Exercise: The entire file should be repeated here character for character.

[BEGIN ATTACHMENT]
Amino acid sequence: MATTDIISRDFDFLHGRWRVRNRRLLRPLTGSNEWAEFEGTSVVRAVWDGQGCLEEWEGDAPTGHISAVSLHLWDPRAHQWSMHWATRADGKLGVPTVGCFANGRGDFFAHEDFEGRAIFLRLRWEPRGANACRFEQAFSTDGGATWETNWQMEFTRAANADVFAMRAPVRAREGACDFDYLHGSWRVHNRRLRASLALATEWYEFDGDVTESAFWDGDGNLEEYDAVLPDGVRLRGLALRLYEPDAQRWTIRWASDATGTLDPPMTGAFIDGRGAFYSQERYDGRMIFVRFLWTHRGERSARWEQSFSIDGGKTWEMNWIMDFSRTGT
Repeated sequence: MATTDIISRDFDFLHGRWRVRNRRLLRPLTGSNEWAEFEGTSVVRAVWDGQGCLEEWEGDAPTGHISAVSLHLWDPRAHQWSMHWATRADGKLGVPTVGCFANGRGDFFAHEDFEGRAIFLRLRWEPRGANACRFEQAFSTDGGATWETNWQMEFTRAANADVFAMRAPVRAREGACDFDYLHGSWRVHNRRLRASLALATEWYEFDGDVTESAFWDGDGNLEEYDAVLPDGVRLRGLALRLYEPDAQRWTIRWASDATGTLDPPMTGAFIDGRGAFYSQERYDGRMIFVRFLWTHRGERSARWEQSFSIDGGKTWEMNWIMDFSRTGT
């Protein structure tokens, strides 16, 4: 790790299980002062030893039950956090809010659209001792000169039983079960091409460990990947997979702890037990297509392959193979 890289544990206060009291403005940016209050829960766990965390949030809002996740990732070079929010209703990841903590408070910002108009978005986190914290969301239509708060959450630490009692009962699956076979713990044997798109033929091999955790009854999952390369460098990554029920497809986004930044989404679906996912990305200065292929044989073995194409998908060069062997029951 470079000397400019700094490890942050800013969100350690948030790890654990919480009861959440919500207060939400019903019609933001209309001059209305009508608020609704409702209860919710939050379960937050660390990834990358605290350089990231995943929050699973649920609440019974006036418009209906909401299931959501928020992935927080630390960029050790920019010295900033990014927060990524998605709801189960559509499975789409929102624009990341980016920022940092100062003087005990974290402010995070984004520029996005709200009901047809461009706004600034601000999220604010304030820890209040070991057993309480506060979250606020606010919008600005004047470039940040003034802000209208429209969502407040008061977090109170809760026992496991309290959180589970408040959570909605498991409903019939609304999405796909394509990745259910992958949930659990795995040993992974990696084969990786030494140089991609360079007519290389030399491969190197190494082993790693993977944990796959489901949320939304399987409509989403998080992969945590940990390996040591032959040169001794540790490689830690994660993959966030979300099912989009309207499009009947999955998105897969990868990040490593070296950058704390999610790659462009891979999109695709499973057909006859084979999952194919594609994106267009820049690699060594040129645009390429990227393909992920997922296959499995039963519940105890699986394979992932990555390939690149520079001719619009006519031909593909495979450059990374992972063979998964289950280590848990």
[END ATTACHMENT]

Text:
Amino acid sequence: MATTDIISRDFDFLHGRWRVRNRRLLRPLTGSNEWAEFEGTSVVRAVWDGQGCLEEWEGDAPTGHISAVSLHLWDPRAHQWSMHWATRADGKLGVPTVGCFANGRGDFFAHEDFEGRAIFLRLRWEPRGANACRFEQAFSTDGGATWETNWQMEFTRAANADVFAMRAPVRAREGACDFDYLHGSWRVHNRRLRASLALATEWYEFDGDVTESAFWDGDGNLEEYDAVLPDGVRLRGLALRLYEPDAQRWTIRWASDATGTLDPPMTGAFIDGRGAFYSQERYDGRMIFVRFLWTHRGERSARWEQSFSIDGGKTWEMNWIMDFSRTGT
Repeated sequence: MATTDIISRDFDFLHGRWRVRNRRLLRPLTGSNEWAEFEGTSVVRAVWDGQGCLEEWEGDAPTGHISAVSLHLWDPRAHQWSMHWATRADGKLGVPTVGCFANGRGDFFAHEDFEGRAIFLRLRWEPRGANACRFEQAFSTDGGATWETNWQMEFTRAANADVFAMRAPVRAREGACDFDYLHGSWRVHNRRLRASLALATEWYEFDGDVTESAFWDGDGNLEEYDAVLPDGVRLRGLALRLYEPDAQRWTIRWASDATGTLDPPMTGAFIDGRGAFYSQERYDGRMIFVRFLWTHRGERSARWEQSFSIDGGKTWEMNWIMDFSRTGT
């Protein structure tokens, strides 16, 4: 790790299980002062030893039950956090809010659209001792000169039983079960091409460990990947997979702890037990297509392959193979 890289544990206060009291403005940016209050829960766990965390949030809002996740990732070079929010209703990841903590408070910002108009978005986190914290969301239509708060959450630490009692009962699956076979713990044997798109033929091999955790009854999952390369460098990554029920497809986004930044989404679906996912990305200065292929044989073995194409998908060069062997029951 470079000397400019700094490890942050800013969100350690948030790890654990919480009861959440919500207060939400019903019609933001209309001059209305009508608020609704409702209860919710939050379960937050660390990834990358605290350089990231995943929050699973649920609440019974006036418009209906909401299931959501928020992935927080630390960029050790920019010295900033990014927060990524998605709801189960559509499975789409929102624009990341980016920022940092100062003087005990974290402010995070984004520029996005709200009901047809461009706004600034601000999220604010304030820890209040070991057993309480506060979250606020606010919008600005004047470039940040003034802000209208429209969502407040008061977090109170809760026992496991309290959180589970408040959570909605498991409903019939609304999405796909394509990745259910992958949930659990795995040993992974990696084969990786030494140089991609360079007519290389030399491969190197190494082993790693993977944990796959489901949320939304399987409509989403998080992969945590940990390996040591032959040169001794540790490689830690994660993959966030979300099912989009309207499009009947999955998105897969990868990040490593070296950058704390999610790659462009891979999109695709499973057909006859084979999952194919594609994106267009820049690699060594040129645009390429990227393909992920997922296959499995039963519940105890699986394979992932990555390939690149520079001719619009006519031909593909495979450059990374992972063979998964289950280590848990």